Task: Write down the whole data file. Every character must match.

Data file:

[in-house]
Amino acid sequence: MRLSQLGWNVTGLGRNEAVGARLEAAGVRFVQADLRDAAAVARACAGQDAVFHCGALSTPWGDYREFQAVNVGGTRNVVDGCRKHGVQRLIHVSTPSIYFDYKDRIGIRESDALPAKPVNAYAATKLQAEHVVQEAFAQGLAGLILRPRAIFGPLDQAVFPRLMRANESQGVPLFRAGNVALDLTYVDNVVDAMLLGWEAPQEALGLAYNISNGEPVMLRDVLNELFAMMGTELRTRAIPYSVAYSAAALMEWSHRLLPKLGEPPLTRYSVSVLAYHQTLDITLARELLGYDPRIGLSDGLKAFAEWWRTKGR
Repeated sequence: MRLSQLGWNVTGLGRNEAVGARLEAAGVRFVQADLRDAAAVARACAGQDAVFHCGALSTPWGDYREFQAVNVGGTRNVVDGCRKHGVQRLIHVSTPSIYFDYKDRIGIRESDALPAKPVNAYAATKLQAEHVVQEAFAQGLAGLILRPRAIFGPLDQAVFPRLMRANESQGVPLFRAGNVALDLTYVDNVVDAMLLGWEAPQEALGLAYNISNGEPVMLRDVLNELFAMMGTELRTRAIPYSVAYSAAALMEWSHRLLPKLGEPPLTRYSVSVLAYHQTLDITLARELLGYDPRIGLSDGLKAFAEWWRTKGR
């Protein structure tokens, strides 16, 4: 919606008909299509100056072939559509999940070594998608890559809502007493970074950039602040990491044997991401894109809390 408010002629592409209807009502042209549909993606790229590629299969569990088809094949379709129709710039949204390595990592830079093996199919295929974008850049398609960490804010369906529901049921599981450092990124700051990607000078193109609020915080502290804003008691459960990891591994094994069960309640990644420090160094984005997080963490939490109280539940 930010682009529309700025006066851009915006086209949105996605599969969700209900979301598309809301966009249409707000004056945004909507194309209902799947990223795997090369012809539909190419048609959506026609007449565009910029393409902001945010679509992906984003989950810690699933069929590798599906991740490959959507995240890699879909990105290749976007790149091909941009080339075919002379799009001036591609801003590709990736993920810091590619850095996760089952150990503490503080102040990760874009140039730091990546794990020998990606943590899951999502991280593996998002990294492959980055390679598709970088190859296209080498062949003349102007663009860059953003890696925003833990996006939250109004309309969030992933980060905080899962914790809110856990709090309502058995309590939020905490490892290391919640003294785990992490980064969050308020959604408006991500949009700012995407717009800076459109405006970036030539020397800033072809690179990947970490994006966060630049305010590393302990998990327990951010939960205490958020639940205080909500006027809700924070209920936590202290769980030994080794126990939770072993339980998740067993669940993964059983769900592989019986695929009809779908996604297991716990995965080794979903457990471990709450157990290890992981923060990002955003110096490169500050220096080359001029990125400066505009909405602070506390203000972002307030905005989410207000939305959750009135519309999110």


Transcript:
[in-house]
Amino acid sequence: MRLSQLGWNVTGLGRNEAVGARLEAAGVRFVQADLRDAAAVARACAGQDAVFHCGALSTPWGDYREFQAVNVGGTRNVVDGCRKHGVQRLIHVSTPSIYFDYKDRIGIRESDALPAKPVNAYAATKLQAEHVVQEAFAQGLAGLILRPRAIFGPLDQAVFPRLMRANESQGVPLFRAGNVALDLTYVDNVVDAMLLGWEAPQEALGLAYNISNGEPVMLRDVLNELFAMMGTELRTRAIPYSVAYSAAALMEWSHRLLPKLGEPPLTRYSVSVLAYHQTLDITLARELLGYDPRIGLSDGLKAFAEWWRTKGR
Repeated sequence: MRLSQLGWNVTGLGRNEAVGARLEAAGVRFVQADLRDAAAVARACAGQDAVFHCGALSTPWGDYREFQAVNVGGTRNVVDGCRKHGVQRLIHVSTPSIYFDYKDRIGIRESDALPAKPVNAYAATKLQAEHVVQEAFAQGLAGLILRPRAIFGPLDQAVFPRLMRANESQGVPLFRAGNVALDLTYVDNVVDAMLLGWEAPQEALGLAYNISNGEPVMLRDVLNELFAMMGTELRTRAIPYSVAYSAAALMEWSHRLLPKLGEPPLTRYSVSVLAYHQTLDITLARELLGYDPRIGLSDGLKAFAEWWRTKGR
């Protein structure tokens, strides 16, 4: 919606008909299509100056072939559509999940070594998608890559809502007493970074950039602040990491044997991401894109809390 408010002629592409209807009502042209549909993606790229590629299969569990088809094949379709129709710039949204390595990592830079093996199919295929974008850049398609960490804010369906529901049921599981450092990124700051990607000078193109609020915080502290804003008691459960990891591994094994069960309640990644420090160094984005997080963490939490109280539940 930010682009529309700025006066851009915006086209949105996605599969969700209900979301598309809301966009249409707000004056945004909507194309209902799947990223795997090369012809539909190419048609959506026609007449565009910029393409902001945010679509992906984003989950810690699933069929590798599906991740490959959507995240890699879909990105290749976007790149091909941009080339075919002379799009001036591609801003590709990736993920810091590619850095996760089952150990503490503080102040990760874009140039730091990546794990020998990606943590899951999502991280593996998002990294492959980055390679598709970088190859296209080498062949003349102007663009860059953003890696925003833990996006939250109004309309969030992933980060905080899962914790809110856990709090309502058995309590939020905490490892290391919640003294785990992490980064969050308020959604408006991500949009700012995407717009800076459109405006970036030539020397800033072809690179990947970490994006966060630049305010590393302990998990327990951010939960205490958020639940205080909500006027809700924070209920936590202290769980030994080794126990939770072993339980998740067993669940993964059983769900592989019986695929009809779908996604297991716990995965080794979903457990471990709450157990290890992981923060990002955003110096490169500050220096080359001029990125400066505009909405602070506390203000972002307030905005989410207000939305959750009135519309999110």